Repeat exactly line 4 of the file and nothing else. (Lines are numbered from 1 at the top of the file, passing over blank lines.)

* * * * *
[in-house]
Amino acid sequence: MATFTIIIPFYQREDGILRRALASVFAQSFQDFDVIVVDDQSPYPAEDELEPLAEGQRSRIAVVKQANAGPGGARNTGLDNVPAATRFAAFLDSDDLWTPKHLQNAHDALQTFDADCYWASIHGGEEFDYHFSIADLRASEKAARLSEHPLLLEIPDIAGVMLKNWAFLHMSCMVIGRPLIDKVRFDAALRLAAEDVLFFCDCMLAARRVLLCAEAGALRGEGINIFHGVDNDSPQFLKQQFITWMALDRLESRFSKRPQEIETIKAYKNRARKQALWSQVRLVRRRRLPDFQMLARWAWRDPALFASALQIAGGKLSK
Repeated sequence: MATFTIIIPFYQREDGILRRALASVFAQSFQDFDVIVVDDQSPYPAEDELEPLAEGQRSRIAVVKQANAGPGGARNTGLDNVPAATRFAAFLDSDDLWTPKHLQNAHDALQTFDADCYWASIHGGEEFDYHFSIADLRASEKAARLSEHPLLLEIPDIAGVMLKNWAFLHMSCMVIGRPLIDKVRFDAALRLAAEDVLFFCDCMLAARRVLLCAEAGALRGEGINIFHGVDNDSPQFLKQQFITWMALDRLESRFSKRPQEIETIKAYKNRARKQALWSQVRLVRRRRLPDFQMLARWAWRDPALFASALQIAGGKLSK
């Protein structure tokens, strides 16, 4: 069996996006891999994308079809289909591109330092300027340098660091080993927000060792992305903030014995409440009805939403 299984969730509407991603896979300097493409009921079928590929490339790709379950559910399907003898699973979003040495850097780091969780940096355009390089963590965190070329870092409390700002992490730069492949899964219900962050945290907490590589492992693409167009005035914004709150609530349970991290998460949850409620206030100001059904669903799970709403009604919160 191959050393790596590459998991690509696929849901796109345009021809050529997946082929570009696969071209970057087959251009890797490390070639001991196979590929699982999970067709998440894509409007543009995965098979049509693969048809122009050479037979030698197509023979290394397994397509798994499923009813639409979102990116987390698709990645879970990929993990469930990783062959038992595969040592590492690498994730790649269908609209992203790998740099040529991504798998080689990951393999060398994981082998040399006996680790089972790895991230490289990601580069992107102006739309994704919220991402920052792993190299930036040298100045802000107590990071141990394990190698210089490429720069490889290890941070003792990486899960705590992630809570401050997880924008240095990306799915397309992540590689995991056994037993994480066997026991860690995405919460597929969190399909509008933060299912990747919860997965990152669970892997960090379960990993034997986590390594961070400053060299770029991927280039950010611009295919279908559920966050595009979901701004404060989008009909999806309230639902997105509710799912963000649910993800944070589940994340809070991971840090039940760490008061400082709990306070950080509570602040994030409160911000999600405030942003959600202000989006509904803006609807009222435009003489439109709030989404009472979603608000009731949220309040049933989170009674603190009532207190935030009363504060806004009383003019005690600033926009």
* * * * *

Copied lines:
């Protein structure tokens, strides 16, 4: 069996996006891999994308079809289909591109330092300027340098660091080993927000060792992305903030014995409440009805939403 299984969730509407991603896979300097493409009921079928590929490339790709379950559910399907003898699973979003040495850097780091969780940096355009390089963590965190070329870092409390700002992490730069492949899964219900962050945290907490590589492992693409167009005035914004709150609530349970991290998460949850409620206030100001059904669903799970709403009604919160 191959050393790596590459998991690509696929849901796109345009021809050529997946082929570009696969071209970057087959251009890797490390070639001991196979590929699982999970067709998440894509409007543009995965098979049509693969048809122009050479037979030698197509023979290394397994397509798994499923009813639409979102990116987390698709990645879970990929993990469930990783062959038992595969040592590492690498994730790649269908609209992203790998740099040529991504798998080689990951393999060398994981082998040399006996680790089972790895991230490289990601580069992107102006739309994704919220991402920052792993190299930036040298100045802000107590990071141990394990190698210089490429720069490889290890941070003792990486899960705590992630809570401050997880924008240095990306799915397309992540590689995991056994037993994480066997026991860690995405919460597929969190399909509008933060299912990747919860997965990152669970892997960090379960990993034997986590390594961070400053060299770029991927280039950010611009295919279908559920966050595009979901701004404060989008009909999806309230639902997105509710799912963000649910993800944070589940994340809070991971840090039940760490008061400082709990306070950080509570602040994030409160911000999600405030942003959600202000989006509904803006609807009222435009003489439109709030989404009472979603608000009731949220309040049933989170009674603190009532207190935030009363504060806004009383003019005690600033926009």